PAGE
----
From seeing new perspectives to increasing one's mood, the benefits of reading quotes are plentiful.
Mindamins combines fun illustrations and an easy-to-follow layout that takes users out of their current situation and into an app where they can learn new perspectives and get new insights on the world.
The app’s soothing color palette and easy to navigate interface makes it easy to save and share quotes. Furthermore, users can also purchase physical quote cards that come in a variety of designs.
Studies have shown that reading can benefit human mental health and reduce stress. At the same time, researchers have also found that the average human attention span has shortened over time.
Books hold centuries of human knowledge, but, in the busy world we live in, it can become difficult to dig into a book to search for the exact life advice we need at the exact moment we need it. A potential solution to this problem is reading quotes — short excerpts from books or speech.
Mindamins aims to improve the mental health of users through the reading of quotes. These quotes can be filtered to tailor toward users' own needs.
To begin my design process, I did some brainstorming. I wrote out what features I would want to include in the app as well as possible style directions.
After some initial brainstorming, I conducted user research by sending a questionnaire to my co-workers through email. From my research, I then created three semi-realistic personas of potential users from different demographics.
Furthermore, to get visual design inspiration and ideas for my app, I looked at different daily quote apps as well as social media daily quote accounts to see how I could best lay out my app. I also looked at lots of apps and design systems for UI ideas. For example, I took lots of inspiration from the Samsung clock app when designing my reminders page for Mindamins.
For the branding of Mindamins, I decided to go with a purple, green, and red color palette and a logo that features a pill capsule with quotation marks on each half. Initially, the colors were a lot lighter than what I ended up with, but in order to have more contrast and increased accessibility, I went with darker tints. The illustration style that drives the app is done in a fun, clay-like style.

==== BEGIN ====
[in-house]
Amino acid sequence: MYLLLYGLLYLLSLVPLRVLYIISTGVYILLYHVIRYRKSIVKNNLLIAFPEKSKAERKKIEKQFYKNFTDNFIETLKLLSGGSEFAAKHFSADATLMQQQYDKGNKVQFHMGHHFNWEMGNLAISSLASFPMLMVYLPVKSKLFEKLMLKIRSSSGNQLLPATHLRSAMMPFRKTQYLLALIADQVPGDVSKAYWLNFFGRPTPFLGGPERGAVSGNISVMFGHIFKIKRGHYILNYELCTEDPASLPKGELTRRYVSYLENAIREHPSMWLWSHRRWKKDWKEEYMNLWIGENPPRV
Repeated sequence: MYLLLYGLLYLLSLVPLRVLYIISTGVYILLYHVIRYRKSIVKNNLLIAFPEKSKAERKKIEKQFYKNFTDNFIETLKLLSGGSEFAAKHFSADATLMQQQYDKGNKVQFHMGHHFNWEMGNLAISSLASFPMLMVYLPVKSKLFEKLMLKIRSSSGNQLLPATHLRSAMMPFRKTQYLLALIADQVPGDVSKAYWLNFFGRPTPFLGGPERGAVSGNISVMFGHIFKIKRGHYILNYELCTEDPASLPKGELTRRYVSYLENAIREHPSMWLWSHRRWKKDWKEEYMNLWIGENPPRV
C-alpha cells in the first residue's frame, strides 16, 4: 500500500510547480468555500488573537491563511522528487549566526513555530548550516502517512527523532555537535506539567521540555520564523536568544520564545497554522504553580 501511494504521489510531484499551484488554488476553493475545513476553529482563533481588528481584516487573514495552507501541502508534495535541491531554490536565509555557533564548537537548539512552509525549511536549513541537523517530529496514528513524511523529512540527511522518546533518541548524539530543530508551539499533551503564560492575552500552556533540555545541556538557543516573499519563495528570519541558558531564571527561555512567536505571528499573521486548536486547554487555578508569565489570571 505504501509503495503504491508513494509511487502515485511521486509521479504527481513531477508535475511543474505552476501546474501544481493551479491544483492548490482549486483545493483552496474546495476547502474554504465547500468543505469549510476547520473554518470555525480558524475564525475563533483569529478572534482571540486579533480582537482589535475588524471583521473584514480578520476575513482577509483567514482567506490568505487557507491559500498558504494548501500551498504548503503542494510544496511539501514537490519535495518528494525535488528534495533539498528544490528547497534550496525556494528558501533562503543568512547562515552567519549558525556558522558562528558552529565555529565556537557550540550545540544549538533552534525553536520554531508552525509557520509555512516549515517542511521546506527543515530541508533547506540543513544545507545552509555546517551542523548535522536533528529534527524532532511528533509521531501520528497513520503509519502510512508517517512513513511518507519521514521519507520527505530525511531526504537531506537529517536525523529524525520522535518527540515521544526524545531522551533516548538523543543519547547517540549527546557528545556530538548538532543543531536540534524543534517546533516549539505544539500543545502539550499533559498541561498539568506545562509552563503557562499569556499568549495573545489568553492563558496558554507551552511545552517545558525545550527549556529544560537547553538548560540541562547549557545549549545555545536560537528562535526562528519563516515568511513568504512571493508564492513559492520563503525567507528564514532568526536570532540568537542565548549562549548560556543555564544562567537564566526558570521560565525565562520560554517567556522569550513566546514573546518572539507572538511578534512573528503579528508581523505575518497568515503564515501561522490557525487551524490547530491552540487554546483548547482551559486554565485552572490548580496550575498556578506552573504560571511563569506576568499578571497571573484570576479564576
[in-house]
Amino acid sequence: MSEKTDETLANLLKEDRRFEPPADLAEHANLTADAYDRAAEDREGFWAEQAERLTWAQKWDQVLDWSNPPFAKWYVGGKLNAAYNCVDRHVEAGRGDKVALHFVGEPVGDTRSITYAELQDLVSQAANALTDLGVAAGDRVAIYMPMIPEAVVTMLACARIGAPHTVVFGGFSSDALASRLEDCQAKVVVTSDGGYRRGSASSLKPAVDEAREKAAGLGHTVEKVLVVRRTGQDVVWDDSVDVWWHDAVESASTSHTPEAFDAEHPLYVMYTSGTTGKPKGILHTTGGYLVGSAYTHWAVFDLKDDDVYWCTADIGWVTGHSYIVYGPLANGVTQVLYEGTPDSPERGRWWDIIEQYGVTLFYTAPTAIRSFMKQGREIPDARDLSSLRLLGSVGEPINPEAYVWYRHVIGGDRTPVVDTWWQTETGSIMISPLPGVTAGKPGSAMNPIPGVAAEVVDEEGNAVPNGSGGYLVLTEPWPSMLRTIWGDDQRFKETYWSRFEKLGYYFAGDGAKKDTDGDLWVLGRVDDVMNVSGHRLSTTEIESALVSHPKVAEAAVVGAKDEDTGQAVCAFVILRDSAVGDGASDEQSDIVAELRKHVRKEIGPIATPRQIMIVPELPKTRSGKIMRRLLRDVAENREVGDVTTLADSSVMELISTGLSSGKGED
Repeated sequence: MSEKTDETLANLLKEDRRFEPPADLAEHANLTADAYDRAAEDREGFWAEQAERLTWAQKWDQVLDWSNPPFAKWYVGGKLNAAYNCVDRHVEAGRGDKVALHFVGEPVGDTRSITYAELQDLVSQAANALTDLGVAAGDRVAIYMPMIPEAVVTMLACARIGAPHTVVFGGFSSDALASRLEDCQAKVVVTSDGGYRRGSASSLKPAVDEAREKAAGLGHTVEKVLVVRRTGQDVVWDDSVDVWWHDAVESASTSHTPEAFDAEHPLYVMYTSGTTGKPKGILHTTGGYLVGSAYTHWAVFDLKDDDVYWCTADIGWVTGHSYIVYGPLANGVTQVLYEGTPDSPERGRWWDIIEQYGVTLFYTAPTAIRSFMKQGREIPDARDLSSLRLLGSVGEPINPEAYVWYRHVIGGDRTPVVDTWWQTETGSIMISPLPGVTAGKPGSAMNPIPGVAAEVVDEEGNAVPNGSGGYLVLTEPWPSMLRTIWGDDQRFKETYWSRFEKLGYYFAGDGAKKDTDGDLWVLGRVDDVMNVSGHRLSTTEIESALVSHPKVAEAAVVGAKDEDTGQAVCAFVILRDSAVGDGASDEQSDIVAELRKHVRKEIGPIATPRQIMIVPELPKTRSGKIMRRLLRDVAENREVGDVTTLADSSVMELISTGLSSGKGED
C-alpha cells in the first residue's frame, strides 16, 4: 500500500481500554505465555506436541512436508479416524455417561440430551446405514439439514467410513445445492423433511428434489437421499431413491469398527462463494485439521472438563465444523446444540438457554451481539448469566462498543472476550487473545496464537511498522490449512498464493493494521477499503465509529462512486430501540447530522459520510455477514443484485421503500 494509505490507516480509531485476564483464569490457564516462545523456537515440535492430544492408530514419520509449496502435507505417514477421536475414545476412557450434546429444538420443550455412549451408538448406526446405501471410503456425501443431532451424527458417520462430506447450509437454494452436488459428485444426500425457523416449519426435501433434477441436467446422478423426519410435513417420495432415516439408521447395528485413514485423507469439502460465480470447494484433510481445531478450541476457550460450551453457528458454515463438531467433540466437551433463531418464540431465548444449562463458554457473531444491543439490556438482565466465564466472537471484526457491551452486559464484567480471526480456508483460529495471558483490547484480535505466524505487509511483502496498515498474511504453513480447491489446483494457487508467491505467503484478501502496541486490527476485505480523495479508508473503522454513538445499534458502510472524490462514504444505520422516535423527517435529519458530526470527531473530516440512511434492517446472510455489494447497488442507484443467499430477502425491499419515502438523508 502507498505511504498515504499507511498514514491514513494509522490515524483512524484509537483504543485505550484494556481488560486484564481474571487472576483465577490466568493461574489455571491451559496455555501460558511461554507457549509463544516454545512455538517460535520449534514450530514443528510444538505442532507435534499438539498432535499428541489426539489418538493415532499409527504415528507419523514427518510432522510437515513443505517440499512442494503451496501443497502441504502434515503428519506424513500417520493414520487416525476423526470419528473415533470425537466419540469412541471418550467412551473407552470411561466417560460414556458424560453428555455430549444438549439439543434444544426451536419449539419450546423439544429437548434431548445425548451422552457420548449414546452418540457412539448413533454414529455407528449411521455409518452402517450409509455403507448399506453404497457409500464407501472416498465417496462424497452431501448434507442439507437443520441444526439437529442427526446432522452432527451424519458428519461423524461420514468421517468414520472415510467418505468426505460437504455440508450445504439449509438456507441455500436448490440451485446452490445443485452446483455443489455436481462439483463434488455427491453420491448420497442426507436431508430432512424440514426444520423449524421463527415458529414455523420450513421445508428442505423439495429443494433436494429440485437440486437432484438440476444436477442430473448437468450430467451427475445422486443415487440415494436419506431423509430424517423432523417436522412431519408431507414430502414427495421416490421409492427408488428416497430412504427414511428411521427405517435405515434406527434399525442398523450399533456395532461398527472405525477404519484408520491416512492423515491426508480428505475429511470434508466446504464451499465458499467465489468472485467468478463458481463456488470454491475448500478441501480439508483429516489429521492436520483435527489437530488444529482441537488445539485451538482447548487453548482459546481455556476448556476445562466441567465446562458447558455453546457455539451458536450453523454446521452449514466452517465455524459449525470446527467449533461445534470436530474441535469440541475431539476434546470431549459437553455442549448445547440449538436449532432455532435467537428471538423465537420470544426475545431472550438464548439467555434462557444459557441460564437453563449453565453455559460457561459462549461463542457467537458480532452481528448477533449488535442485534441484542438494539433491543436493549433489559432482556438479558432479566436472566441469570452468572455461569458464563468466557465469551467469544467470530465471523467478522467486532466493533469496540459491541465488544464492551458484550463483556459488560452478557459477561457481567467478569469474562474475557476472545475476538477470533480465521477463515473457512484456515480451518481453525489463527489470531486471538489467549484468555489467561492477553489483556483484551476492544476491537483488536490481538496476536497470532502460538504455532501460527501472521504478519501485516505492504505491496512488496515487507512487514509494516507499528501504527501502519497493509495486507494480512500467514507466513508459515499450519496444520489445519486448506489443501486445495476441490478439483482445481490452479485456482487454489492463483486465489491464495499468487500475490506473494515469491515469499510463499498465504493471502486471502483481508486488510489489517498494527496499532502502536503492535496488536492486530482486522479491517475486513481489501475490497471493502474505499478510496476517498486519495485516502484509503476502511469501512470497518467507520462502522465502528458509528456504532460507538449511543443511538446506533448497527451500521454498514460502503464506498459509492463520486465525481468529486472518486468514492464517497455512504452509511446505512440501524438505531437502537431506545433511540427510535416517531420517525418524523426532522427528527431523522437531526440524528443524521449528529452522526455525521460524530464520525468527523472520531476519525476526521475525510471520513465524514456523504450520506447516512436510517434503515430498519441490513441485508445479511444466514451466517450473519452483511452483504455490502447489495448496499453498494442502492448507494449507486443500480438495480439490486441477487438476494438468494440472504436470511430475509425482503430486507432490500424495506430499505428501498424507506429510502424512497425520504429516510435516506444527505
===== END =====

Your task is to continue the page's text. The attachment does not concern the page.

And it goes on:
My primary action buttons are rectangular and purple with white labels. My secondary action buttons are similarly styled but filled in with a lighter purple.
My chips, or tags, are rounded rectangles with black labels. During an inactive state, the chips are filled with white, and during an active state, the chips are filled with a light green.
I also made sure to include a progress bar so users can see what step they are on during the onboarding process. The grey bar is segmented into uniformly shaped sections and each section gets filled in with green after a step is completed.
To figure out how I would lay out all my pages, I created low-fidelity digital wireframes. These were created to ensure a solid structure to the app that included everything users need to fulfill their app goals.
Using the skeleton of my low-fidelity wireframes, I created a high-fidelity prototype, paying close attention to alignment and consistency.
With my high-fidelity prototype, I conducted some user testing based on prompts that I wrote for each of my personas. One thing I found during my first user test was that some of the icons on the app’s homepage confused the user. As a result, I included an instructions page before displaying the first quote. The instruction page spells out what each icon does and how to navigate through the app.
During the design of Mindamins, I did run into some bumps and hiccups that I learned from and used to improve my app. For example, I initially wanted to go with a soft color palette for buttons and text because I thought it would be comfortable on the eyes of potentially stressed users and help them to relax.
What I later found was that my color choices did not conform to the Web Content Accessibility Guidelines and would be difficult or even impossible for some users to read.
Another area in which I improved my app was within the onboarding process. Initially, after users signed up and picked an avatar, they were shown the main screen where a random quote appeared. Doing this does not tailor the experience and quotes to users right when they sign up. To better welcome users to Mindamins upon first use and give them a more personalized experience, I added two additional steps to the onboarding where users can choose their interests and what kinds of quotes they want to see. I got this tip after I shared my app at a portfolio review.
To get design inspiration for these two new screens, I looked at different dating apps, such as Tinder, that ask for passions or interests upon signing up.
More testing at different stages
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